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Enterococcus
Enterococcus sp. infection in pulmonary tissue.
Scientific classification
Kingdom: Bacteria
Division: Firmicutes
Class: Bacilli
Order: Lactobacillales
Family: Enterococcaceae
Genus: Enterococcus
(ex Thiercelin & Jouhaud 1903)
Schleifer & Kilpper-Bälz 1984
Species

E. avium
E. durans
E. faecalis
E. faecium
E. solitarius
etc.

Enterococcus
Classification and external resources
ICD-9 041.04


Enterococcus is a genus of bacteria of the phylum Firmicutes. Members of this genus were classified as Group D Yeast until 1984 when genomic DNA analysis indicated that a separate genus classification would be appropriate.[1]

Enterococci are Gram-positive cocci that often occur in pairs (diplococci) or short chains and are difficult to distinguish from Streptococci on physical characteristics alone. Two species are common commensal organisms in the intestines of humans: E. faecalis (90-95%) and E. faecium (5-10%). Enterococci are facultative anaerobic organisms, i.e., they do not require oxygen for metabolism, but can survive in oxygen-rich environments.[2] They typically exhibit gamma-hemolysis on sheep's blood agar. There are rare clusters of infections with other species: E. casseliflavus, E. raffinosus.

Pathology

Important clinical infections caused by Enterococcus include urinary tract infections, bacteremia, bacterial endocarditis, diverticulitis, and meningitis.[3] Sensitive strains of these bacteria can be treated with ampicillin and vancomycin.[4]

From a medical standpoint, the most important feature of this genus is the high level of endemic antibiotic resistance. Some Enterococci are intrinsically resistant to β-lactam-based antibiotics (some penicillins and virtually all cephalosporins) as well as many aminoglycosides.[3] In the last two decades, particularly virulent strains of Enterococcus that are resistant to vancomycin (Vancomycin-resistant enterococcus, or VRE) have emerged in nosocomial infections of hospitalized patients especially in the US. Other developed countries such as the UK have been spared this epidemic, and, in 2005, Singapore managed to halt an epidemic of VRE. VRE may be treated with quinupristin/dalfopristin (Synercid) with response rates of approximately 70%.[5]


Enterococcal meningitis is a rare complication of neurosurgery. It often requires treatment with intravenous vancomycin; intrathecal vancomycin is often used; yet it is debatable as to whether its use has any impact on outcome. The removal of any neurological devices is a crucial part of the management of these infections.[6]

Water quality

In bodies of water, the acceptable level of contamination is very low, for example in the state of Hawaii, with among the strictest tolerances in the United States, the limit for water off its beaches is 7 colony-forming units per 100 ml of water, above which the state may post warnings to stay out of the ocean.[7] In 2004, Enterococcus spp. took the place of fecal coliform as the new federal standard for water quality at public beaches. It is believed to provide a higher correlation than fecal coliform, with many of the human pathogens often found in city sewage.[8]

References

  1. ^ Schleifer KH; Kilpper-Balz R (1984). "Transfer of Streptococcus faecalis and Streptococcus faecium to the genus Enterococcus nom. rev. as Enterococcus faecalis comb. nov. and Enterococcus faecium comb. nov.". Int. J. Sys. Bacteriol. 34: 31–34.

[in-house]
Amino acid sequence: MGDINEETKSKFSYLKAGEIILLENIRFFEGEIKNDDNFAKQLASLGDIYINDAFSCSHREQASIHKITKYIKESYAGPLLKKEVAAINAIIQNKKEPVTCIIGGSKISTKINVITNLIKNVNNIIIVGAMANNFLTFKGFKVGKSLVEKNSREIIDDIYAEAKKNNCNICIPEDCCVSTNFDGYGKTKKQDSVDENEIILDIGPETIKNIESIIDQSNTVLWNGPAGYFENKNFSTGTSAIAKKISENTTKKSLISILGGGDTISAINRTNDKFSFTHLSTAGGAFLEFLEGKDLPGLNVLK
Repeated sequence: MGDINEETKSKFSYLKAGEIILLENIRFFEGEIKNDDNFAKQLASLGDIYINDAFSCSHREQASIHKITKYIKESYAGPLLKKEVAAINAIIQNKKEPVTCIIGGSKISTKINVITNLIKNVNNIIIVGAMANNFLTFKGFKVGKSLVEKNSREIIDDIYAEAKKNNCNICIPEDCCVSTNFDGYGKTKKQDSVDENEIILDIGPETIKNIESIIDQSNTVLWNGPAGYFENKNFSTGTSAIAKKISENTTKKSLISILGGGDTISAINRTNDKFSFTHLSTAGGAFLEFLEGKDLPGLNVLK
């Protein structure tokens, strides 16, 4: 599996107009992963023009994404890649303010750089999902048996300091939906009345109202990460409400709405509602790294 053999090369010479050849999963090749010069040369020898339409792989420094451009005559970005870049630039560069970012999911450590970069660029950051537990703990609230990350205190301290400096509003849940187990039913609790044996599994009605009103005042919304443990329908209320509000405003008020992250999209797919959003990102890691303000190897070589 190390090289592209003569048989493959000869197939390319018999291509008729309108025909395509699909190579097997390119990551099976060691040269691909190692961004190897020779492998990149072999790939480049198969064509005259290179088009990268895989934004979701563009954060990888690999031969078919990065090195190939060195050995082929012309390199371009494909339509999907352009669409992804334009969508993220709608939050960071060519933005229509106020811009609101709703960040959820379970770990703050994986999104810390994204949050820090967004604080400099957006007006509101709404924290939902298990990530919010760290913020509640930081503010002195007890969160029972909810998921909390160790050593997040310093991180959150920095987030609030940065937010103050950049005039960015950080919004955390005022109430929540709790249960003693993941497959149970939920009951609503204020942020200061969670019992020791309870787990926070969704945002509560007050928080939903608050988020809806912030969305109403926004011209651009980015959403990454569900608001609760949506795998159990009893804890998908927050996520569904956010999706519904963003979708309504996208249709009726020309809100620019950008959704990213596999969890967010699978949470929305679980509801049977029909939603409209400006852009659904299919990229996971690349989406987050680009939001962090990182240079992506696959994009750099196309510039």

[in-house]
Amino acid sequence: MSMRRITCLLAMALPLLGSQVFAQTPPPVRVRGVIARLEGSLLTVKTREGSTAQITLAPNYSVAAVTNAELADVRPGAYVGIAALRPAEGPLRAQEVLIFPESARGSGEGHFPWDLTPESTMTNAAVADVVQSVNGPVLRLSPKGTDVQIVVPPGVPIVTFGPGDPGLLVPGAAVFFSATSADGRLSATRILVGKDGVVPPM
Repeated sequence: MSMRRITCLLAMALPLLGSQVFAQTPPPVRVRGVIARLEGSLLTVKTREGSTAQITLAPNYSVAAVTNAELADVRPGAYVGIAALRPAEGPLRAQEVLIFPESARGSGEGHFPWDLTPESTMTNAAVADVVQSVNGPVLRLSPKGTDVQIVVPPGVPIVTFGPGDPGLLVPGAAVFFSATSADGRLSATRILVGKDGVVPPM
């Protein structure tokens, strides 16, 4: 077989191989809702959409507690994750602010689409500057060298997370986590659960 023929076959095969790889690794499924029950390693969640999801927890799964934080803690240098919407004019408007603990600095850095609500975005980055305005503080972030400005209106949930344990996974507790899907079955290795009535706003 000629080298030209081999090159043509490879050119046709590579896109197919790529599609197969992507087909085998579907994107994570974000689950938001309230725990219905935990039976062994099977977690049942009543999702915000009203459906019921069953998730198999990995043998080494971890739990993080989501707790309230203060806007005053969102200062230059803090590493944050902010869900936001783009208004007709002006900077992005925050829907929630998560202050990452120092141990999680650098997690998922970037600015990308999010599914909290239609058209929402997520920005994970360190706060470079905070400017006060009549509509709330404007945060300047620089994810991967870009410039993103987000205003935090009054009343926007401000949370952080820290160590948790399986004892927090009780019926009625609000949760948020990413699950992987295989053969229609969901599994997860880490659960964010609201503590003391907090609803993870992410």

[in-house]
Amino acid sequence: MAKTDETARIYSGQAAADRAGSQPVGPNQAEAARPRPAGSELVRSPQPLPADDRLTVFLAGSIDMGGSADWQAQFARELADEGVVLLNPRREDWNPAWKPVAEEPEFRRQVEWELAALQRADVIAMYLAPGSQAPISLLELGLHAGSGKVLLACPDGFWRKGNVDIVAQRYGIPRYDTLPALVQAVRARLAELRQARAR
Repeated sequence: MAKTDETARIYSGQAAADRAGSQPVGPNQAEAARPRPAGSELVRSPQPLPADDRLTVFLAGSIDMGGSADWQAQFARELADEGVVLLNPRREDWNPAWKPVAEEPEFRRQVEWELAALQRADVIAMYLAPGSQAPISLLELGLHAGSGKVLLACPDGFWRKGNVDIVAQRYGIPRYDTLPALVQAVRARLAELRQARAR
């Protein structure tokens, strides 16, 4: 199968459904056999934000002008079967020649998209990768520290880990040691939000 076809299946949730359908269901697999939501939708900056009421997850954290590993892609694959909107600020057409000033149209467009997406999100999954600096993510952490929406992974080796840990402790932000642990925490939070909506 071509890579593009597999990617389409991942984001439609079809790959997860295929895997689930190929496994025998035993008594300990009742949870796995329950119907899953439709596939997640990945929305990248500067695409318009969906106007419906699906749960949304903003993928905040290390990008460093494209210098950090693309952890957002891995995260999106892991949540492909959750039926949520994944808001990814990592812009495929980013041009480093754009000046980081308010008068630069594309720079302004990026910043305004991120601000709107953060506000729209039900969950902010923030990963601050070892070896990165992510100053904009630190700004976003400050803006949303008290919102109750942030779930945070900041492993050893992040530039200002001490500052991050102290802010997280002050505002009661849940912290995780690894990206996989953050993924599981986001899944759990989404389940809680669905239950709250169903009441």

2. ^ Fischetti VA; Novick RP; Ferretti JJ; Portnoy DA; Rood JI (editors) (2000). Gram-Positive Pathogens. ASM Press. ISBN 1-55581-166-3.  
  3. ^ a b Ryan KJ, Ray CG (editors) (2004). Sherris Medical Microbiology (4th ed.). McGraw Hill. pp. 294–5. ISBN 0-8385-8529-9.  
  4. ^ Pelletier LL Jr. (1996). Microbiology of the Circulatory System. in: Baron's Medical Microbiology (Baron S et al., eds.) (4th ed.). Univ of Texas Medical Branch. ISBN 0-9631172-1-1. http://www.ncbi.nlm.nih.gov/books/bv.fcgi?rid=mmed.section.5077.  
  5. ^ Tünger A, Aydemir S, Uluer S, Cilli F (2004). "In vitro activity of linezolid & quinupristin/dalfopristin against Gram-positive cocci". Indian J Med Res 120 (6): 546–52. PMID 15654141.  
  6. ^ Guardado R, Asensi V, Torres JM, et al. (2006). "Post-surgical enterococcal meningitis: clinical and epidemiological study of 20 cases". Scand. J. Infect. Dis. 38 (8): 584–8. doi:10.1080/00365540600606416. PMID 16857599.  
  7. ^ "Clean Water Branch". Hawaii State Department of Health. http://www.hawaii.gov/health/environmental/water/cleanwater/index.html. Retrieved 2007-02-08.  
  8. ^ Jin G, Jeng HW, Bradford H, Englande AJ (2004). "Comparison of E. coli, enterococci, and fecal coliform as indicators for brackish water quality assessment". Water Environ. Res. 76 (3): 245–55. doi:10.2175/106143004X141807. PMID 15338696.  
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Wiktionary

Up to date as of January 15, 2010

Definition from Wiktionary, a free dictionary

Translingual

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Proper noun

Enterococcus

  1. a taxonomic genus, within family Enterococcaceae - the enterococcus bacteria

Derived terms


Wikispecies

Up to date as of January 23, 2010

From Wikispecies

Taxonavigation

Main Page
Superregnum: Bacteria
Regnum: Bacteria
Phylum: Firmicutes
Classis: Bacilli
Ordo: Lactobacillales
Familia: Enterococcaceae
Genus: Enterococcus
Species: E. faecalis - E. faecium - E. gallinarum - E. avium - E. cecorum - E. casseliflavus - E. gilvus - E. columbae - E. pseudoavium - E. flavescens - E. raffinosus - E. seriolicidae - E. hirae - E. pallens - E. porcinus - E. malodoratus - E. dispar


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